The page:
Drug Czar Criticizes Governor Johnson 

Drug Czar Criticizes Governor Johnson 
Posted by FoM on October 02, 1999 at 09:43:08 PT
By Barry Massey, The Associated Press
Source: ABQ Journal
President Clinton's drug czar fired a barrage of criticism Friday at Gov. Gary Johnson for supporting the legalization of marijuana and heroin. Barry McCaffrey, director of the White House Office of National Drug Control Policy, said Johnson's "actions serve as a terrible model for the rest of the nation." 
McCaffrey plans to visit New Mexico next week. "Sadly, Gov. Johnson does not understand that drugs aren't dangerous because they are illegal -- they are illegal because they are dangerous," McCaffrey said in a statement issued by his office in Washington, D.C. Johnson said Wednesday that he supported legalization of some drugs as a national policy but has no plans to propose legislation to make drugs legal in New Mexico. The governor, in a statement responding to McCaffrey, said they both want to reduce drug use but differ on how to do so. "His primary emphasis is on prohibition, interdiction and incarceration," Johnson said. "My emphasis would be on legalization, treatment and education." The criticism from McCaffrey came days before Johnson was to travel to Washington, D.C., to push ahead with his crusade for a national debate on drug policies. The governor is to appear Tuesday at a conference on drug policy reform sponsored by the libertarian Cato Institute, which advocates drug legalization. Johnson will meet with a college-student group in Washington on Tuesday as well as leaders of several organizations pushing for drug-policy changes. U.S. Attorney John Kelly invited McCaffrey to Albuquerque, where he will deliver a luncheon speech Thursday. Last month, McCaffrey sent a letter to Johnson urging the governor to reconsider his drug-policy campaign. Johnson, who has acknowledged using marijuana and cocaine in the 1970s, has stressed that he is not condoning drug use, especially by children. Johnson, a triathlete, does not drink alcohol or smoke. Saturday, October 2, 1999 Copyright  1997, 1998, 1999 Albuquerque JournalGovernor Gary Johnson's Home Page Chief Gives Cato Conference a Boost - 9/27/99 Drug Czar Urges Johnson Policy Change - 9/23/99 Support Legalization of Heroin, Marijuana - 9/29/99 Prohibition - CATO Institute 
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Comment #3 posted by kaptinemo on October 03, 1999 at 10:20:21 PT
Political checkers
Has anyone noticed the timing involved in all this?If McCaffrey thinks Johnson's position on drugs is so awful, why won't he meet with Johnson, face-to-face? He did the same thing with Bill Lockyer of California right after Prop15 and the elections. He'll have an excellant opportunity to do so when Johnson is at the Cato Institute. He could show up at Cato, and maybe we'd have a real good debate. Wouldn't cost him a bit in plane fare. Or can it be that he knows that to try to intimidate Johnson, as he so obviously did Lockyher, might prove politically hazardous?So, no. McCaffrey won't do that. Brave General that he is, he'll wait until Johnson is in Washington DC and then travel thousands of miles to Albuquerque and try to stir up stuff against Johnson there, when Johnson's not there to face him.For a General, McCaffrey has picked up on politician's habits pretty well.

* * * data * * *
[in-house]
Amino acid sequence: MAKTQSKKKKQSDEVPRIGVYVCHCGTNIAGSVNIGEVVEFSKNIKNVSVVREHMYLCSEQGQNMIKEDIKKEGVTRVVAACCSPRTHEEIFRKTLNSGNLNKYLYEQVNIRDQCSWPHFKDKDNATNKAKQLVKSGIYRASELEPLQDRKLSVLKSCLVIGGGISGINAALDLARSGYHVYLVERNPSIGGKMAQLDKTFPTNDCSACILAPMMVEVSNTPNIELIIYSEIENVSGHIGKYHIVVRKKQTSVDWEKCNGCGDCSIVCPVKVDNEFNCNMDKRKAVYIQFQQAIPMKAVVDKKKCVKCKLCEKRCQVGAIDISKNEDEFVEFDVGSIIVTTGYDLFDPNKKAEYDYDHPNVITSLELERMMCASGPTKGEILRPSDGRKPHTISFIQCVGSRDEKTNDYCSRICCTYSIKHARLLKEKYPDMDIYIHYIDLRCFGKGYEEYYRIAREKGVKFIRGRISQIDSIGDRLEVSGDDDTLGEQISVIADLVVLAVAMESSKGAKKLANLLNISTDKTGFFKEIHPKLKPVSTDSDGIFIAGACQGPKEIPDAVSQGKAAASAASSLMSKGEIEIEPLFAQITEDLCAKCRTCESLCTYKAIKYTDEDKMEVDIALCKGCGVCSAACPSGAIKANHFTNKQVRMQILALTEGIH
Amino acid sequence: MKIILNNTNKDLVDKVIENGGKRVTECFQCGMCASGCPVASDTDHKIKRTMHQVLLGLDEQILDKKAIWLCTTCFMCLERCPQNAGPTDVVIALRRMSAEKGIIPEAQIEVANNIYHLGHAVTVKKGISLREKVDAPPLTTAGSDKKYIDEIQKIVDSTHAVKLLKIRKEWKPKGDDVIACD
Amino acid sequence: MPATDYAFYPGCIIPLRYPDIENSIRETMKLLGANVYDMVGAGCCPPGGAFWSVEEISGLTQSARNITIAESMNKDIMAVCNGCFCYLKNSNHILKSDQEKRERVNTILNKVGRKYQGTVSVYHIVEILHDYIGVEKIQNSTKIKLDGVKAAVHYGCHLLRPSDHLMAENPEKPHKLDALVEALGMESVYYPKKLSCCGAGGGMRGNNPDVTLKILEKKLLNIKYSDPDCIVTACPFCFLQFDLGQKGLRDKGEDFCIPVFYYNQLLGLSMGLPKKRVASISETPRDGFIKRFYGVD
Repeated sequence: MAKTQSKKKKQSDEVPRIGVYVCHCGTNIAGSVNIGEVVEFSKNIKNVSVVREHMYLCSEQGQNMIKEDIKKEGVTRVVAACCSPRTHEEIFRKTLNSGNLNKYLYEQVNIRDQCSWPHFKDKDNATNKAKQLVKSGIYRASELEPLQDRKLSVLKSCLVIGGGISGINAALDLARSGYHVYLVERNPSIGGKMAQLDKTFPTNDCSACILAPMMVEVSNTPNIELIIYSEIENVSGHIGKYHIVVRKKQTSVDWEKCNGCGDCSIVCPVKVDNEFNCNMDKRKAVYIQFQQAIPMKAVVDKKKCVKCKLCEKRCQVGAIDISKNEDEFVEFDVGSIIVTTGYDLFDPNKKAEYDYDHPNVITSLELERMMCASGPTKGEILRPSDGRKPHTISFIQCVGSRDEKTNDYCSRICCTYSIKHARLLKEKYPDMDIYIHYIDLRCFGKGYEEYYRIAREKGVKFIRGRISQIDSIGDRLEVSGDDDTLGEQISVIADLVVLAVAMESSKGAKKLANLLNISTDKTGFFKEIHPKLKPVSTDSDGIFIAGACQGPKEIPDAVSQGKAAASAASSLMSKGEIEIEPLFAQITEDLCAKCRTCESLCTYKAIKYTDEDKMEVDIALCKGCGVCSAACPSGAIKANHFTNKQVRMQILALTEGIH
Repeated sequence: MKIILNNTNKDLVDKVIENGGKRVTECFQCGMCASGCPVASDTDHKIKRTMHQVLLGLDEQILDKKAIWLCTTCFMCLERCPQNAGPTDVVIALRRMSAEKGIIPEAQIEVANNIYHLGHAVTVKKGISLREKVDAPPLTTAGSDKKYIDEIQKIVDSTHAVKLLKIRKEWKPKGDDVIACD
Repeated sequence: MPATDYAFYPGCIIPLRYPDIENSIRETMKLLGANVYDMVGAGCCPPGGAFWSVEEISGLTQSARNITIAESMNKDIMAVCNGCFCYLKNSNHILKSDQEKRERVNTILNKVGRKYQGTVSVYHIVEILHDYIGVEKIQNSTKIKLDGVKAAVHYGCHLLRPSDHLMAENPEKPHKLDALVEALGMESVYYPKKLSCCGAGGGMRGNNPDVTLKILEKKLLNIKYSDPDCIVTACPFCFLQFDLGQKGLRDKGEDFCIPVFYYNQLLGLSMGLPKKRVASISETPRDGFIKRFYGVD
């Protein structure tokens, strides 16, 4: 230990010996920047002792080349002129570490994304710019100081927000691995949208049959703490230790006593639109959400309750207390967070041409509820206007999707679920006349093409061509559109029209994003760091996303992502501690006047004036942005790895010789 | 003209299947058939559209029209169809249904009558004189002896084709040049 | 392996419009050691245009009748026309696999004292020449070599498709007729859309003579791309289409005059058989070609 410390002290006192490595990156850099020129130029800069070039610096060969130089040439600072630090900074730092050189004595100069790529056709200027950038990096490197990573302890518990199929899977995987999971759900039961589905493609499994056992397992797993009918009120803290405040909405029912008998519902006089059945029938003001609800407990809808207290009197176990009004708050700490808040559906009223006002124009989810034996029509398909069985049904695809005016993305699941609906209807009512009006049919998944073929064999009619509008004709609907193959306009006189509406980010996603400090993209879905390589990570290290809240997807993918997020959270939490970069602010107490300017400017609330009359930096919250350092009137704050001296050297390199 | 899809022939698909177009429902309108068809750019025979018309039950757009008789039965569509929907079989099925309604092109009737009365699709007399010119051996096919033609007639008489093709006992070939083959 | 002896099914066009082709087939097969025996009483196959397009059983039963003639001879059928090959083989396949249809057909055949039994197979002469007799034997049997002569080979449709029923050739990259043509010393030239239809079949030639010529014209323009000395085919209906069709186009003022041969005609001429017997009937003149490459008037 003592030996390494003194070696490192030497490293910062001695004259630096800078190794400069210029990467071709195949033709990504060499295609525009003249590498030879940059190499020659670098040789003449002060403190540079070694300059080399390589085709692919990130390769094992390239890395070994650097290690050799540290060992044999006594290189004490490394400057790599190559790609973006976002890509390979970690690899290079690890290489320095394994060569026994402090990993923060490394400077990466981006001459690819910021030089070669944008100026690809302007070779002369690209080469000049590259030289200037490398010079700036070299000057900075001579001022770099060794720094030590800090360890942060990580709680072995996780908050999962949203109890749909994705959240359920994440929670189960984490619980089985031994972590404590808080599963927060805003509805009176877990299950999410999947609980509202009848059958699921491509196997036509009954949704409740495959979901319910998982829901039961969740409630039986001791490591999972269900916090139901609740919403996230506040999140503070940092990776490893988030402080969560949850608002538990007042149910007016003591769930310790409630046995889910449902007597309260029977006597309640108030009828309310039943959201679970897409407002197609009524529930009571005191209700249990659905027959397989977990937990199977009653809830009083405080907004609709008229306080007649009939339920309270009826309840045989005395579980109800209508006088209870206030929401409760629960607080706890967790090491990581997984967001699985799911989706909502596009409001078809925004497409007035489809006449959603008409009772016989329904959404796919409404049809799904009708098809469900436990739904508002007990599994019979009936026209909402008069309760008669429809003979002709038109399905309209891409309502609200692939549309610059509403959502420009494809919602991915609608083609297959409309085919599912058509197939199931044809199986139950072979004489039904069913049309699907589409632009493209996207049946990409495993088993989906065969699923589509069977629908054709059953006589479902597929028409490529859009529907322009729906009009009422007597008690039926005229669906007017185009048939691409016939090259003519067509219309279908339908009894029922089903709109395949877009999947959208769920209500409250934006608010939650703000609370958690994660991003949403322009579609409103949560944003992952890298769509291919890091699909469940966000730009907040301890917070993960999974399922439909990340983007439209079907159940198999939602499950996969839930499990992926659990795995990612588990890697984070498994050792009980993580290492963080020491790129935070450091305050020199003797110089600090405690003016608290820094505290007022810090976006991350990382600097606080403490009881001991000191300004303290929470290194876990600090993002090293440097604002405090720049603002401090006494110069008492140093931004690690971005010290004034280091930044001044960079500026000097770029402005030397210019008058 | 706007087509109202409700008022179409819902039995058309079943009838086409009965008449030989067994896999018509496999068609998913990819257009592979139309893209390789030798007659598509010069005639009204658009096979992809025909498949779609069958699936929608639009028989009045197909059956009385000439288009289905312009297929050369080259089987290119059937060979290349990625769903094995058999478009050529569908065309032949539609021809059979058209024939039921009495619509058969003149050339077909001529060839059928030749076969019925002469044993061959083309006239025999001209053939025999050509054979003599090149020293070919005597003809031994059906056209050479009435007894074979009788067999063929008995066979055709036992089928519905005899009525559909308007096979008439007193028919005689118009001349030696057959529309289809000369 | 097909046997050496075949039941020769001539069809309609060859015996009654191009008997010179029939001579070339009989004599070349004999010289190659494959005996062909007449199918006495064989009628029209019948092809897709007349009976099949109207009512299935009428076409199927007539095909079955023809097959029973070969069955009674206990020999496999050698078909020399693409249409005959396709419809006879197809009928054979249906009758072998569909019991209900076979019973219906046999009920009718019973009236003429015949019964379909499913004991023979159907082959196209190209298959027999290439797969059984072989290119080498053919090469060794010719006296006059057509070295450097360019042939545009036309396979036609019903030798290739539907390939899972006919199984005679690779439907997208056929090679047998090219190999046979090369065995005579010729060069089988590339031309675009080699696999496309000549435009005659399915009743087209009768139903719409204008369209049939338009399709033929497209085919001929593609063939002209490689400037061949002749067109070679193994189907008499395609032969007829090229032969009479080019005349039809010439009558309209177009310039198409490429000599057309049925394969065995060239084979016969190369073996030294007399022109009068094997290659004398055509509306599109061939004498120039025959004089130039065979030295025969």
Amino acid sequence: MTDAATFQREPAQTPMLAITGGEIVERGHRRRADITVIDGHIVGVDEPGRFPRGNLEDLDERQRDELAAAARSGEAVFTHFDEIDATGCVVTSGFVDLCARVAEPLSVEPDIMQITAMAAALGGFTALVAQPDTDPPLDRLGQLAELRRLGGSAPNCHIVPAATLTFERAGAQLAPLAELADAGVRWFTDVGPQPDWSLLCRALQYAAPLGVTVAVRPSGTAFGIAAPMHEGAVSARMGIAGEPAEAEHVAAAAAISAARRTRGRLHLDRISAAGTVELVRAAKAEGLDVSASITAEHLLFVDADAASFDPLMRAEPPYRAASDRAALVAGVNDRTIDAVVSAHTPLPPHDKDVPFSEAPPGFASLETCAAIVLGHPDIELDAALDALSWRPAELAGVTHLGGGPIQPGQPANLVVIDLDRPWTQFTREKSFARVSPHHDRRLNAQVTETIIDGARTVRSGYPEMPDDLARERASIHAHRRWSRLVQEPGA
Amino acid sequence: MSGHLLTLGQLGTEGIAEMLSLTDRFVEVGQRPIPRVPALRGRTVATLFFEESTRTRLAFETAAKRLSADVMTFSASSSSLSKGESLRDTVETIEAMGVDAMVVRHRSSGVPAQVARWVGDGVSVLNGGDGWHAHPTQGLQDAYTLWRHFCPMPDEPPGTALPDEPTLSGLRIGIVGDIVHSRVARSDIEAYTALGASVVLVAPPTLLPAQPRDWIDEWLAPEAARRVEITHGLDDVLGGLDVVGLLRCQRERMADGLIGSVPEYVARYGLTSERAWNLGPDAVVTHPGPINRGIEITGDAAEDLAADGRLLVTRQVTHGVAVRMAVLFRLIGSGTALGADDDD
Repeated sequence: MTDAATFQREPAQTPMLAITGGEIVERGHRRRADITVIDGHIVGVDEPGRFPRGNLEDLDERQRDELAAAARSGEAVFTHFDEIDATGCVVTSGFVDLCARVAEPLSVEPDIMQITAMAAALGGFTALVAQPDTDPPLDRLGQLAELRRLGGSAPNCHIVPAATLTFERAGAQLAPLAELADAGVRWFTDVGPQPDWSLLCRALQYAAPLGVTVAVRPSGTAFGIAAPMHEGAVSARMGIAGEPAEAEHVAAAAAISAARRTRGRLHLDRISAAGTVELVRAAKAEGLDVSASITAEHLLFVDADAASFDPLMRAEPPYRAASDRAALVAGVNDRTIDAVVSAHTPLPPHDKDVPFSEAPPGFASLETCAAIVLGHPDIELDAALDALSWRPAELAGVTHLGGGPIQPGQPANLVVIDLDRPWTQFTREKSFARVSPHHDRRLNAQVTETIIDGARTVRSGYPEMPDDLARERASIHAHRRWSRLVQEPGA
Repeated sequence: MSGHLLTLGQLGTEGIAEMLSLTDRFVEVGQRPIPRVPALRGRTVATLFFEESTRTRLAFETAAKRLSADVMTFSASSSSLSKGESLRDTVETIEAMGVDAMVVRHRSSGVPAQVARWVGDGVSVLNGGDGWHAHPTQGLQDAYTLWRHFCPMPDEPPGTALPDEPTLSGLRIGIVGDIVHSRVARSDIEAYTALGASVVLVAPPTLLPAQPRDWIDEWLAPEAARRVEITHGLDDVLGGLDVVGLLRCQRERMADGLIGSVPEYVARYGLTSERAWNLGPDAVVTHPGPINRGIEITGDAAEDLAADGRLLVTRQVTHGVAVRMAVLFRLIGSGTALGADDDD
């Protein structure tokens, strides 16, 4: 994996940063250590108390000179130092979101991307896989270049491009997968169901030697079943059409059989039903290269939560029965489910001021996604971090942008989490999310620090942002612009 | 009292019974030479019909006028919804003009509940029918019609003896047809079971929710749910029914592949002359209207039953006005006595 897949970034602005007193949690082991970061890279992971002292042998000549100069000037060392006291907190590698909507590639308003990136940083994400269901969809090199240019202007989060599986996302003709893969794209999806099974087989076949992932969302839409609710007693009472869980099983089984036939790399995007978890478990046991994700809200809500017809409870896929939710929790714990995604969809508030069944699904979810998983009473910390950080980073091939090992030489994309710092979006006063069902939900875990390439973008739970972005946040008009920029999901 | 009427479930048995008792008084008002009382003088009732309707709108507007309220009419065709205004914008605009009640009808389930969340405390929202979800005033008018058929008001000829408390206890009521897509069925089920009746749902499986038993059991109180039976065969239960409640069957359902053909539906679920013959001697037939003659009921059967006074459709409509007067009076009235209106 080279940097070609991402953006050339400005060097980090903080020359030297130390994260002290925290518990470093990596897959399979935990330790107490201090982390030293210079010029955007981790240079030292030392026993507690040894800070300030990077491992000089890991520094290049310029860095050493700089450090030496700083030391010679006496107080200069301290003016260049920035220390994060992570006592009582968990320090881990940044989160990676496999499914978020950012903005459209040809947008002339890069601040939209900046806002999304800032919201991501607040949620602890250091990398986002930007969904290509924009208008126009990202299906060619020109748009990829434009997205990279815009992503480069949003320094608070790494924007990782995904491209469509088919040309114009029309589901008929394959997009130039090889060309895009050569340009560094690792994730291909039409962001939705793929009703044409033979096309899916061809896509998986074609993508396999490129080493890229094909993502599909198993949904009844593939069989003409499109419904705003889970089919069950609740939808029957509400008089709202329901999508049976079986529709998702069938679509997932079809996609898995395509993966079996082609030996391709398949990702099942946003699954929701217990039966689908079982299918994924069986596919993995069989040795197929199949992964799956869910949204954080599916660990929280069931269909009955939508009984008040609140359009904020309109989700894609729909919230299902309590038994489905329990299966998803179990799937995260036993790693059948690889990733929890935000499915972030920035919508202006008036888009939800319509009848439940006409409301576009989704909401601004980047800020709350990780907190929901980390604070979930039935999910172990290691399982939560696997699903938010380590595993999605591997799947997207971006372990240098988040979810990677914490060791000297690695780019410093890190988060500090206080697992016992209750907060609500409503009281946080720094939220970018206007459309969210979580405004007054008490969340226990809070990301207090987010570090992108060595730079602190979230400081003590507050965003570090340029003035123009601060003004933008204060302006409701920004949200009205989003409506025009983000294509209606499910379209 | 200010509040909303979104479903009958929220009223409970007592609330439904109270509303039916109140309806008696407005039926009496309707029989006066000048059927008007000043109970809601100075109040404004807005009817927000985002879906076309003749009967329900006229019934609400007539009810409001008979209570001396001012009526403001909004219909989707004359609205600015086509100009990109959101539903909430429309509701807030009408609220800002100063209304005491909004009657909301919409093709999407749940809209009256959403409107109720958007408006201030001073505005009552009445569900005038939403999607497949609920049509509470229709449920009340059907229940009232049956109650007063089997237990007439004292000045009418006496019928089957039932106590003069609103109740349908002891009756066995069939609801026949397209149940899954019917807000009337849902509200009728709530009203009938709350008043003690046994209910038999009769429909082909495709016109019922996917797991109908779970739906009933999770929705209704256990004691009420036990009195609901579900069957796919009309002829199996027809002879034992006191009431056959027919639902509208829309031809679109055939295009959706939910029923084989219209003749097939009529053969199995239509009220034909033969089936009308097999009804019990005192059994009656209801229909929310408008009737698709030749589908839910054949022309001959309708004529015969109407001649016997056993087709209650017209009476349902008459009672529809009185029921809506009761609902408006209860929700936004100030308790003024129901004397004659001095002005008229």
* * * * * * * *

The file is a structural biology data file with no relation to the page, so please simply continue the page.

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Comment #2 posted by BigAb on October 03, 1999 at 06:54:23 PT:
 HEY GENERAL, just what kind of message is it YOU'RE SENDINGwhen you lie with every breath you can muster ???You are one bogus sack o bones and not only do we know it but the rest of the country does as well.......Go bark up another tree ol coon dog!
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Comment #1 posted by FoM on October 02, 1999 at 12:15:38 PT:
Related Article
The Times Record, Brunswick, Maine By Associated PressOctober 2, 1999The Times Record Brunswick, Maine Boston Globe Johnson, the Republican governor of New Mexico, has gone where no other elected official of his rank has ever gone before. He announced that he supports the legalization of such drugs as heroin and marijuana not decriminalization, but legalization. He said his administration is not going to introduce legislation to legalize drugs in New Mexico. However, he supports a national policy of legalization that would allow government to tax, regulate and control drugs just as government does with alcohol and tobacco. Johnson maintains that the war on drugs is a failure and the billions spent annually in that war would be better spent stopping violent crime. It's probably too much to hope that elected officials in Washington will use Johnson's announcement as the springboard for an open-minded look at the nation's drug policy. Instead, they will likely do what they've done since the war on drugs was declared by President Nixon in 1971 talk tough. But if they were to take an honest look at the nation's policy of prohibition, they would have to conclude that it is a colossal failure. What Johnson proposes would take the profits out of the drug trade, a trade that brings fabulous wealth to the nation's drug lords. That would put the drug dealers and the drug gangs out of business, something law enforcement will never be able to do. More people might experiment with drugs, but given the ease with which drugs already can be obtained, the numbers likely would not be significant. The country took a wrong turn in the 1920s when it began turning drug use into a crime rather than a medical problem. Like the so-called ''noble experiment'' of Prohibition, drug prohibition has not worked. It has not stopped the flow of drugs into the country, and it is draining immense monetary and human resources that could be put to better use. The Herald News, Fall River,Mass. 
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